Ronald P. Taylor

Education

  • BS, City College of New York, New York, NY
  • PhD, Princeton University, Princeton, NJ
  • Postdoc, University of Minnesota, Mpls., MN

Primary Appointment

  • Professor, Biochemistry and Molecular Genetics

Contact

Research Interest(s)

Clearance of Pathogens: The role of complement in Immunotherapy: New approaches to vaccine generation

Research Description

The long-term goal of our research is to provide an experimental foundation for the general treatment of infectious diseases through use of heteropolymer (HP)-sensitized human erythrocytes (RBCs). We have prepared bi-specific cross-linked monoclonal antibodies (HPs) with specificity for both selected targeted pathogens and the human erythrocyte C3b complement receptor (CR1). These HPs facilitate rapid and quantitative in vitro binding of targeted pathogens to CR1 on human and other primate RBCs. The use of HPs allows us to bypass the complement opsonization requirement for binding of immune complex substrates to CR1. Virtually any potential pathogen can be selectively bound to RBCs by this procedure. The HPs facilitate in vivo binding of innocuous prototype pathogens to primate RBCs, and these RBC-bound substrates and HP are rapidly cleared from the circulation without any lysis or sequestration of the RBCs. This result is a manifestation of one of the body's natural defenses, the RBC-based immune complex clearance mechanism. This mechanism allows for the safe and rapid neutralization and clearance of complement-opsonized pathogens bound to CR1 on human and non-human primate RBCs. We are now investigating whether virulent pathogens will be bound in vivo to RBCs via appropriately constructed HPs, and then rapidly and safely cleared from the circulation. Selected particulate pathogens include several bacteria and viruses.

We are also developing general approaches for the treatment of cancer based on the interaction of cancer cells with the complement system. In the presence of serum and normal human IgM and/or specific monoclonal antibodies, large amounts of the complement activation product, C3bi, covalently bind to the cancer cells. We are using monoclonal antibodies specific for cell-associated C3bi to facilitate tumor cell targeting and killing.

Selected Publications

  • Taylor R, Lindorfer M. Analyses of CD20 Monoclonal Antibody-Mediated Tumor Cell Killing Mechanisms: Rational Design of Dosing Strategies. Molecular pharmacology. 2014. PMID: 24944188
  • Pokrass M, Liu M, Lindorfer M, Taylor R. Activation of complement by monoclonal antibodies that target cell-associated β₂-microglobulin: implications for cancer immunotherapy. Molecular immunology. 2013;56(4): 549-60. PMID: 23911412
  • Lindorfer M, Wiestner A, Zent C, Taylor R. Monoclonal antibody (mAb)-based cancer therapy: Is it time to reevaluate dosing strategies? Oncoimmunology. 2012;1(6): 959-961. PMID: 23162771 | PMCID: PMC3489759
  • Daubeuf S, Lindorfer M, Taylor R, Joly E, Hudrisier D. The direction of plasma membrane exchange between lymphocytes and accessory cells by trogocytosis is influenced by the nature of the accessory cell. Journal of immunology (Baltimore, Md. : 1950). 2010;184(4): 1897-908. PMID: 20089699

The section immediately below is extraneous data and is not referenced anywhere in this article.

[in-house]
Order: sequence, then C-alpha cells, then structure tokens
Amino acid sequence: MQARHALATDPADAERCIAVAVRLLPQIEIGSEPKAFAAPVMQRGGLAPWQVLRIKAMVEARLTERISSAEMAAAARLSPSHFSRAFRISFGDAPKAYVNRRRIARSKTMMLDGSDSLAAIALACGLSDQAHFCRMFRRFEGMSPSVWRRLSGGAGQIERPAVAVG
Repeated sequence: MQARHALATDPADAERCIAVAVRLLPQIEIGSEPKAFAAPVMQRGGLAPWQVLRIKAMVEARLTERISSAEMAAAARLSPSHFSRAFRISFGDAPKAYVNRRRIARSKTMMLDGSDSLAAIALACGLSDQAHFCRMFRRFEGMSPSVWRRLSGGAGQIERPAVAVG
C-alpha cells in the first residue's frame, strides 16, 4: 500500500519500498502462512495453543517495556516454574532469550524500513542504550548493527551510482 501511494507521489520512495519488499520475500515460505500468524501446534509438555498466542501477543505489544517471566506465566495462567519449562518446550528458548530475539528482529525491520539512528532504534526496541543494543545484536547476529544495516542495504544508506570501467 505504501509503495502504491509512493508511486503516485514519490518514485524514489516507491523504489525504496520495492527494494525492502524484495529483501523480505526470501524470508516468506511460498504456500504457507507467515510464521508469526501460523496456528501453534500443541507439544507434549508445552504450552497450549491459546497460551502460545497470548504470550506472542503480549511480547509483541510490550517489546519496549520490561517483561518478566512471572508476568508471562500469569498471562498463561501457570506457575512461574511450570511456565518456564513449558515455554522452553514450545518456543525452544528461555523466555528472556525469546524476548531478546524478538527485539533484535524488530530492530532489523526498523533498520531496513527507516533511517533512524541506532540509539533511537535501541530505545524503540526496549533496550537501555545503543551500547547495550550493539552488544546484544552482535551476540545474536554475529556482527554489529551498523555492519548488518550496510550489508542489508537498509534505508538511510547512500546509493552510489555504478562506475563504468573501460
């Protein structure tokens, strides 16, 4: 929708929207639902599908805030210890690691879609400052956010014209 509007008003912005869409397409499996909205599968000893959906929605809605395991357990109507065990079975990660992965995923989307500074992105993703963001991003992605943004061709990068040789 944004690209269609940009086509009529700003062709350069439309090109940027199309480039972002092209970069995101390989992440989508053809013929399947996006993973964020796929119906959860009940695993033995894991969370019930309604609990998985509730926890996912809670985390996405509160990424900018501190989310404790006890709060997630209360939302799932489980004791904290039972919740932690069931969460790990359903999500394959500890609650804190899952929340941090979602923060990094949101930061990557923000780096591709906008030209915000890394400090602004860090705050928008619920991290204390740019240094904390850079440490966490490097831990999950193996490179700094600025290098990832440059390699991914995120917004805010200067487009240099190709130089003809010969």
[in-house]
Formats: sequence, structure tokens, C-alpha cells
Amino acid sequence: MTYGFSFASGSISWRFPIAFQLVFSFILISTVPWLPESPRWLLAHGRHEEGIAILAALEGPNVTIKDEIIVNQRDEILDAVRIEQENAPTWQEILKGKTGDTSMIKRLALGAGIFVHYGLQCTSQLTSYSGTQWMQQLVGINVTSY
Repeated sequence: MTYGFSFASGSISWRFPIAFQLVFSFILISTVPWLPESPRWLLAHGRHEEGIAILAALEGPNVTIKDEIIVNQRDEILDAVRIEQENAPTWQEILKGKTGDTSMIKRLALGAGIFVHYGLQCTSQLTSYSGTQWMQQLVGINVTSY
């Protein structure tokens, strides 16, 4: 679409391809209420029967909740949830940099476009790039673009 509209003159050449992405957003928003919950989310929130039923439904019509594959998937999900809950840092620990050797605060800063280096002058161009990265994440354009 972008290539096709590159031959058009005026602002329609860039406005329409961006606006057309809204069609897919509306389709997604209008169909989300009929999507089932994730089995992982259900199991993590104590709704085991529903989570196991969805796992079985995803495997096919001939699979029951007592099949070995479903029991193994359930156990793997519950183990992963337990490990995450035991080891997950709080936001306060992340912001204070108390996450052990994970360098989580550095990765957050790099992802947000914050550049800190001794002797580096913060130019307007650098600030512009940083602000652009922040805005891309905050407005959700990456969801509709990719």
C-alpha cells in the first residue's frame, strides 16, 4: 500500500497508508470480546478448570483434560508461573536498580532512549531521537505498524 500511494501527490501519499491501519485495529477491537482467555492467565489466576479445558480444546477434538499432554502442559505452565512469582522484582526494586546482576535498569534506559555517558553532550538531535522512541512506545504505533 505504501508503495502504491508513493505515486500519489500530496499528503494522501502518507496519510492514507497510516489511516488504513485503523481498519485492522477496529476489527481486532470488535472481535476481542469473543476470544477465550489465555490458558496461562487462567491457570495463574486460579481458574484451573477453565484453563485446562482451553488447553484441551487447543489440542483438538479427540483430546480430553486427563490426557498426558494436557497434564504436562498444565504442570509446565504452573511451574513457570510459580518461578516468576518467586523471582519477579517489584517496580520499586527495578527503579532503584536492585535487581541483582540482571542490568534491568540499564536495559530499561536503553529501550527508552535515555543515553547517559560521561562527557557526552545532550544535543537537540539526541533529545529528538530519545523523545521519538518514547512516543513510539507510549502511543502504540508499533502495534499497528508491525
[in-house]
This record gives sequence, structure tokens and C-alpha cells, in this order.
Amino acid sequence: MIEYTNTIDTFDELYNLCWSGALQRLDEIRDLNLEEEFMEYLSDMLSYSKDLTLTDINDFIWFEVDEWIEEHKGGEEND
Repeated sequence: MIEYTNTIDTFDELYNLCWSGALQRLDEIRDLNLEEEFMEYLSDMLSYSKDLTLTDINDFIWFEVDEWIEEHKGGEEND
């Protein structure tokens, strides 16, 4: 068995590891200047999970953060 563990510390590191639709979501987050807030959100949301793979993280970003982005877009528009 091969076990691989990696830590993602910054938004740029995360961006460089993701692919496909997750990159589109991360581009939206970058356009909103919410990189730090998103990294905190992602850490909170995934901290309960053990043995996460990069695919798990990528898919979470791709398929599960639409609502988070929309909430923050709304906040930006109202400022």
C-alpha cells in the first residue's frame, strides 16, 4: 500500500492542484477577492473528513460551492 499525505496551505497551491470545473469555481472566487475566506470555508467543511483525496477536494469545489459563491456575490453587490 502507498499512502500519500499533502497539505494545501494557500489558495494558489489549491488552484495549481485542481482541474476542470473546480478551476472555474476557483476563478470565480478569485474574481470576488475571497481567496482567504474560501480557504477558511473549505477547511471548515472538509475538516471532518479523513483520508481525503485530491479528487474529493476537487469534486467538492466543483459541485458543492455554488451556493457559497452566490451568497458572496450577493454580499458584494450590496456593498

• Lindorfer M, Pawluczkowycz A, Peek E, Hickman K, Taylor R, Parker C. A novel approach to preventing the hemolysis of paroxysmal nocturnal hemoglobinuria: both complement-mediated cytolysis and C3 deposition are blocked by a monoclonal antibody specific for the alternative pathway of complement. Blood. 2010;115(11): 2283-91. PMID: 20068220
  • Taylor R, Lindorfer M. Antigenic modulation and rituximab resistance. Seminars in hematology. 2010;47(2): 124-32. PMID: 20350659 | PMCID: PMC2848181
  • Aue G, Lindorfer M, Beum P, Pawluczkowycz A, Vire B, Hughes T, Taylor R, Wiestner A. Fractionated subcutaneous rituximab is well-tolerated and preserves CD20 expression on tumor cells in patients with chronic lymphocytic leukemia. Haematologica. 2009;95(2): 329-32. PMID: 19679883 | PMCID: PMC2817038
  • Nyakoe N, Taylor R, Makumi J, Waitumbi J. Complement consumption in children with Plasmodium falciparum malaria. Malaria journal. 2009;8 7. PMID: 19134190 | PMCID: PMC2645421
  • Pawluczkowycz A, Beurskens F, Beum P, Lindorfer M, van de Winkel J, Parren P, Taylor R. Binding of submaximal C1q promotes complement-dependent cytotoxicity (CDC) of B cells opsonized with anti-CD20 mAbs ofatumumab (OFA) or rituximab (RTX): considerably higher levels of CDC are induced by OFA than by RTX. Journal of immunology (Baltimore, Md. : 1950). 2009;183(1): 749-58. PMID: 19535640
  • Use of fresh frozen plasma to enhance the therapeutic action of rituximab. QJM : monthly journal of the Association of Physicians. 2008;101(12): 991; author reply 991-2. PMID: 18829710
  • Taylor R, Lindorfer M. Immunotherapeutic mechanisms of anti-CD20 monoclonal antibodies. Current opinion in immunology. 2008;20(4): 444-9. PMID: 18585457 | PMCID: PMC2660201
  • Beum P, Kennedy A, Williams M, Lindorfer M, Taylor R. The shaving reaction: rituximab/CD20 complexes are removed from mantle cell lymphoma and chronic lymphocytic leukemia cells by THP-1 monocytes. Journal of immunology (Baltimore, Md. : 1950). 2006;176(4): 2600-9. PMID: 16456022
  • Beum P, Lindorfer M, Hall B, George T, Frost K, Morrissey P, Taylor R. Quantitative analysis of protein co-localization on B cells opsonized with rituximab and complement using the ImageStream multispectral imaging flow cytometer. Journal of immunological methods. 2006;317(1): 90-9. PMID: 17067631
  • Whipple E, Ditto A, Shanahan R, Gatesman J, Little S, Taylor R, Lindorfer M. Low doses of antigen coupled to anti-CR2 mAbs induce rapid and enduring IgG immune responses in mice and in cynomolgus monkeys. Molecular immunology. 2006;44(4): 377-88. PMID: 16631928